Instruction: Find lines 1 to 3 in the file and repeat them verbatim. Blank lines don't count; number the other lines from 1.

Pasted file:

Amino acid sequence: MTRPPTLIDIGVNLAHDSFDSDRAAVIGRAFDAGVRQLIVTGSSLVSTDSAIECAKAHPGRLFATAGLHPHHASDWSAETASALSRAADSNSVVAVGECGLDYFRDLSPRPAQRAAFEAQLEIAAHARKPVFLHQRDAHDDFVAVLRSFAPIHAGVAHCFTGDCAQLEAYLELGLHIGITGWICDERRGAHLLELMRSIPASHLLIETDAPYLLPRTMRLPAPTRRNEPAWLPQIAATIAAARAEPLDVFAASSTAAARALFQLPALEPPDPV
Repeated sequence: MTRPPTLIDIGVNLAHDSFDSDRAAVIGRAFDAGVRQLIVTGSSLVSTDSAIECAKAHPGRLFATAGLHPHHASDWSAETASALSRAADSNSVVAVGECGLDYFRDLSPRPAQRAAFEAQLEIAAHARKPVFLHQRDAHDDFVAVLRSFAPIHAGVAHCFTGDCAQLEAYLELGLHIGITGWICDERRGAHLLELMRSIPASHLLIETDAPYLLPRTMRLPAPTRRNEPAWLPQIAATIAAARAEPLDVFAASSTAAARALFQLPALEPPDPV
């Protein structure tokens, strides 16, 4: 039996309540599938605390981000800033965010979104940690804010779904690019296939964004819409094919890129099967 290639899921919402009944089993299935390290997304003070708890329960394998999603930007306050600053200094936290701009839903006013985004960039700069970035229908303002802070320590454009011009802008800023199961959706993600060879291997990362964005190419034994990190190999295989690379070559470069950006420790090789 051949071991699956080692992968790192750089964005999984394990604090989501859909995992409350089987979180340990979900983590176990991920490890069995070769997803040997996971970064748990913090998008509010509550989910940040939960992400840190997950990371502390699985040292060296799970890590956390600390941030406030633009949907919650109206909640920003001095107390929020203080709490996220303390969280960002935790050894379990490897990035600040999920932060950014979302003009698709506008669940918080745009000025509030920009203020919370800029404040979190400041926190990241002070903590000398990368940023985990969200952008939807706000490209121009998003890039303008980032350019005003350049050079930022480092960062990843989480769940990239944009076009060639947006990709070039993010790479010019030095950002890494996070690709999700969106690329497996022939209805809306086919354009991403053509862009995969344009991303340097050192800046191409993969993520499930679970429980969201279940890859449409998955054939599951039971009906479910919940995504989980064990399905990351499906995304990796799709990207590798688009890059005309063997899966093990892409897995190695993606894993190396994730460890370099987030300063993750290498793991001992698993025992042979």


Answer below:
Amino acid sequence: MTRPPTLIDIGVNLAHDSFDSDRAAVIGRAFDAGVRQLIVTGSSLVSTDSAIECAKAHPGRLFATAGLHPHHASDWSAETASALSRAADSNSVVAVGECGLDYFRDLSPRPAQRAAFEAQLEIAAHARKPVFLHQRDAHDDFVAVLRSFAPIHAGVAHCFTGDCAQLEAYLELGLHIGITGWICDERRGAHLLELMRSIPASHLLIETDAPYLLPRTMRLPAPTRRNEPAWLPQIAATIAAARAEPLDVFAASSTAAARALFQLPALEPPDPV
Repeated sequence: MTRPPTLIDIGVNLAHDSFDSDRAAVIGRAFDAGVRQLIVTGSSLVSTDSAIECAKAHPGRLFATAGLHPHHASDWSAETASALSRAADSNSVVAVGECGLDYFRDLSPRPAQRAAFEAQLEIAAHARKPVFLHQRDAHDDFVAVLRSFAPIHAGVAHCFTGDCAQLEAYLELGLHIGITGWICDERRGAHLLELMRSIPASHLLIETDAPYLLPRTMRLPAPTRRNEPAWLPQIAATIAAARAEPLDVFAASSTAAARALFQLPALEPPDPV
């Protein structure tokens, strides 16, 4: 039996309540599938605390981000800033965010979104940690804010779904690019296939964004819409094919890129099967 290639899921919402009944089993299935390290997304003070708890329960394998999603930007306050600053200094936290701009839903006013985004960039700069970035229908303002802070320590454009011009802008800023199961959706993600060879291997990362964005190419034994990190190999295989690379070559470069950006420790090789 051949071991699956080692992968790192750089964005999984394990604090989501859909995992409350089987979180340990979900983590176990991920490890069995070769997803040997996971970064748990913090998008509010509550989910940040939960992400840190997950990371502390699985040292060296799970890590956390600390941030406030633009949907919650109206909640920003001095107390929020203080709490996220303390969280960002935790050894379990490897990035600040999920932060950014979302003009698709506008669940918080745009000025509030920009203020919370800029404040979190400041926190990241002070903590000398990368940023985990969200952008939807706000490209121009998003890039303008980032350019005003350049050079930022480092960062990843989480769940990239944009076009060639947006990709070039993010790479010019030095950002890494996070690709999700969106690329497996022939209805809306086919354009991403053509862009995969344009991303340097050192800046191409993969993520499930679970429980969201279940890859449409998955054939599951039971009906479910919940995504989980064990399905990351499906995304990796799709990207590798688009890059005309063997899966093990892409897995190695993606894993190396994730460890370099987030300063993750290498793991001992698993025992042979």